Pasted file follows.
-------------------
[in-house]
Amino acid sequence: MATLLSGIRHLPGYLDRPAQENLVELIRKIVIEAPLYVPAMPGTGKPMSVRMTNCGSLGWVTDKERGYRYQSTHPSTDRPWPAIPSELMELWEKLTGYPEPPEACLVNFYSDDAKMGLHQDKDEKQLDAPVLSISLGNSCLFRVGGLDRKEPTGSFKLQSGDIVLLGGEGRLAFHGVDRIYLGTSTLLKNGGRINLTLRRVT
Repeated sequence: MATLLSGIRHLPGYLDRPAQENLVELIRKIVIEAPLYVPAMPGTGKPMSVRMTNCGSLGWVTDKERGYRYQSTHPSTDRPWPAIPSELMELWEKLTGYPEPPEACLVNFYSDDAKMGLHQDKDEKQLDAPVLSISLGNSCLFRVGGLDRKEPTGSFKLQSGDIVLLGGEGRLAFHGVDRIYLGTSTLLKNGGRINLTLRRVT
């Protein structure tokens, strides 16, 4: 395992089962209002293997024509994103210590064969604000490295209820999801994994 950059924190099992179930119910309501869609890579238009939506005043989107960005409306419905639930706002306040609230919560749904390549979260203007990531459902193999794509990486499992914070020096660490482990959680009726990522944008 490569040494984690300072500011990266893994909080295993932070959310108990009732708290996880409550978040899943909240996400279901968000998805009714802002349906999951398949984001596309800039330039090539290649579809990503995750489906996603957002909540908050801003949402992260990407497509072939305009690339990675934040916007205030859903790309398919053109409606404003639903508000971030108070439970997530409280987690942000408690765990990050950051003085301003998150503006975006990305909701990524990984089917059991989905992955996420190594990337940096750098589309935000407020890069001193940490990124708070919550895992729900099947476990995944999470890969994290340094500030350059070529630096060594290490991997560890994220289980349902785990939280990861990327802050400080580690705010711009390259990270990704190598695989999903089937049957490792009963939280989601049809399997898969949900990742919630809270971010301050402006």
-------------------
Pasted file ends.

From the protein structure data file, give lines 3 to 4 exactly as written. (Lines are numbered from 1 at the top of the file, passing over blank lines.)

Repeated sequence: MATLLSGIRHLPGYLDRPAQENLVELIRKIVIEAPLYVPAMPGTGKPMSVRMTNCGSLGWVTDKERGYRYQSTHPSTDRPWPAIPSELMELWEKLTGYPEPPEACLVNFYSDDAKMGLHQDKDEKQLDAPVLSISLGNSCLFRVGGLDRKEPTGSFKLQSGDIVLLGGEGRLAFHGVDRIYLGTSTLLKNGGRINLTLRRVT
């Protein structure tokens, strides 16, 4: 395992089962209002293997024509994103210590064969604000490295209820999801994994 950059924190099992179930119910309501869609890579238009939506005043989107960005409306419905639930706002306040609230919560749904390549979260203007990531459902193999794509990486499992914070020096660490482990959680009726990522944008 490569040494984690300072500011990266893994909080295993932070959310108990009732708290996880409550978040899943909240996400279901968000998805009714802002349906999951398949984001596309800039330039090539290649579809990503995750489906996603957002909540908050801003949402992260990407497509072939305009690339990675934040916007205030859903790309398919053109409606404003639903508000971030108070439970997530409280987690942000408690765990990050950051003085301003998150503006975006990305909701990524990984089917059991989905992955996420190594990337940096750098589309935000407020890069001193940490990124708070919550895992729900099947476990995944999470890969994290340094500030350059070529630096060594290490991997560890994220289980349902785990939280990861990327802050400080580690705010711009390259990270990704190598695989999903089937049957490792009963939280989601049809399997898969949900990742919630809270971010301050402006």